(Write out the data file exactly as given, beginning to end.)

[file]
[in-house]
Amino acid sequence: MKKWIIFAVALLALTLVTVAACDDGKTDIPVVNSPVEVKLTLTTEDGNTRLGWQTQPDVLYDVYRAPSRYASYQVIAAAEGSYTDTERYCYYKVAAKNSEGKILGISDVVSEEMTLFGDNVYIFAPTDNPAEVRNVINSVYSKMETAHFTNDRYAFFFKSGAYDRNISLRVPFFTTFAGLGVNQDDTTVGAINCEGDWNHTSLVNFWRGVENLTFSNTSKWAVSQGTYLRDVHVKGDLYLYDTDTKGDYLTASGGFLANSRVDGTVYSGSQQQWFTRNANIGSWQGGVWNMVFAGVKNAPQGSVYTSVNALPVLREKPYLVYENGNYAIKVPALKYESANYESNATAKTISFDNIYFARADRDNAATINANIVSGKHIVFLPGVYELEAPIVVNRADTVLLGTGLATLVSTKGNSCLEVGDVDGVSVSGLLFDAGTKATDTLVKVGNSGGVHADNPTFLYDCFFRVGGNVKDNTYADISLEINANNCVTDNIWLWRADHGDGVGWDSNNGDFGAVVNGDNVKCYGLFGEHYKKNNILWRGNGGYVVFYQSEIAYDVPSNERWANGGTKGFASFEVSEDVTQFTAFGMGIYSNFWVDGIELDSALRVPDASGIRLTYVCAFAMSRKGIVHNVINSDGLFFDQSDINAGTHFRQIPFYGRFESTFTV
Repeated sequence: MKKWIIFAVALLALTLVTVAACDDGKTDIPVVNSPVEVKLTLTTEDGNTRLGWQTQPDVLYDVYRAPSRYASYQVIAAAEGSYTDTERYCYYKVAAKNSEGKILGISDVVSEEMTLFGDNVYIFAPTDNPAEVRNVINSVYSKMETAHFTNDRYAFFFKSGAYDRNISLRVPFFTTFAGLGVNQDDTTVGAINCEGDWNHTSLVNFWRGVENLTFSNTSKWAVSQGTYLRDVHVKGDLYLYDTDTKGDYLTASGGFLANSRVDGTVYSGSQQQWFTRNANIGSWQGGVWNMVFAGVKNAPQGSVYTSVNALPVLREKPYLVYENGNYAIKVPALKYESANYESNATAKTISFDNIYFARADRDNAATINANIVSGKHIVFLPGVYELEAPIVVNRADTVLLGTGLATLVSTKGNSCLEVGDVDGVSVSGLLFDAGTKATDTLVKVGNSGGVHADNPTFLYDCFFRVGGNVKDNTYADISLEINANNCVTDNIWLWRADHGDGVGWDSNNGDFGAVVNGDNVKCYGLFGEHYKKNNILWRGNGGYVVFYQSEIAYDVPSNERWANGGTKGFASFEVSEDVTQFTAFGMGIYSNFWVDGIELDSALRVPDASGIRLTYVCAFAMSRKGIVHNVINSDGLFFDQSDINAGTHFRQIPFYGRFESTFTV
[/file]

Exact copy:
[in-house]
Amino acid sequence: MKKWIIFAVALLALTLVTVAACDDGKTDIPVVNSPVEVKLTLTTEDGNTRLGWQTQPDVLYDVYRAPSRYASYQVIAAAEGSYTDTERYCYYKVAAKNSEGKILGISDVVSEEMTLFGDNVYIFAPTDNPAEVRNVINSVYSKMETAHFTNDRYAFFFKSGAYDRNISLRVPFFTTFAGLGVNQDDTTVGAINCEGDWNHTSLVNFWRGVENLTFSNTSKWAVSQGTYLRDVHVKGDLYLYDTDTKGDYLTASGGFLANSRVDGTVYSGSQQQWFTRNANIGSWQGGVWNMVFAGVKNAPQGSVYTSVNALPVLREKPYLVYENGNYAIKVPALKYESANYESNATAKTISFDNIYFARADRDNAATINANIVSGKHIVFLPGVYELEAPIVVNRADTVLLGTGLATLVSTKGNSCLEVGDVDGVSVSGLLFDAGTKATDTLVKVGNSGGVHADNPTFLYDCFFRVGGNVKDNTYADISLEINANNCVTDNIWLWRADHGDGVGWDSNNGDFGAVVNGDNVKCYGLFGEHYKKNNILWRGNGGYVVFYQSEIAYDVPSNERWANGGTKGFASFEVSEDVTQFTAFGMGIYSNFWVDGIELDSALRVPDASGIRLTYVCAFAMSRKGIVHNVINSDGLFFDQSDINAGTHFRQIPFYGRFESTFTV
Repeated sequence: MKKWIIFAVALLALTLVTVAACDDGKTDIPVVNSPVEVKLTLTTEDGNTRLGWQTQPDVLYDVYRAPSRYASYQVIAAAEGSYTDTERYCYYKVAAKNSEGKILGISDVVSEEMTLFGDNVYIFAPTDNPAEVRNVINSVYSKMETAHFTNDRYAFFFKSGAYDRNISLRVPFFTTFAGLGVNQDDTTVGAINCEGDWNHTSLVNFWRGVENLTFSNTSKWAVSQGTYLRDVHVKGDLYLYDTDTKGDYLTASGGFLANSRVDGTVYSGSQQQWFTRNANIGSWQGGVWNMVFAGVKNAPQGSVYTSVNALPVLREKPYLVYENGNYAIKVPALKYESANYESNATAKTISFDNIYFARADRDNAATINANIVSGKHIVFLPGVYELEAPIVVNRADTVLLGTGLATLVSTKGNSCLEVGDVDGVSVSGLLFDAGTKATDTLVKVGNSGGVHADNPTFLYDCFFRVGGNVKDNTYADISLEINANNCVTDNIWLWRADHGDGVGWDSNNGDFGAVVNGDNVKCYGLFGEHYKKNNILWRGNGGYVVFYQSEIAYDVPSNERWANGGTKGFASFEVSEDVTQFTAFGMGIYSNFWVDGIELDSALRVPDASGIRLTYVCAFAMSRKGIVHNVINSDGLFFDQSDINAGTHFRQIPFYGRFESTFTV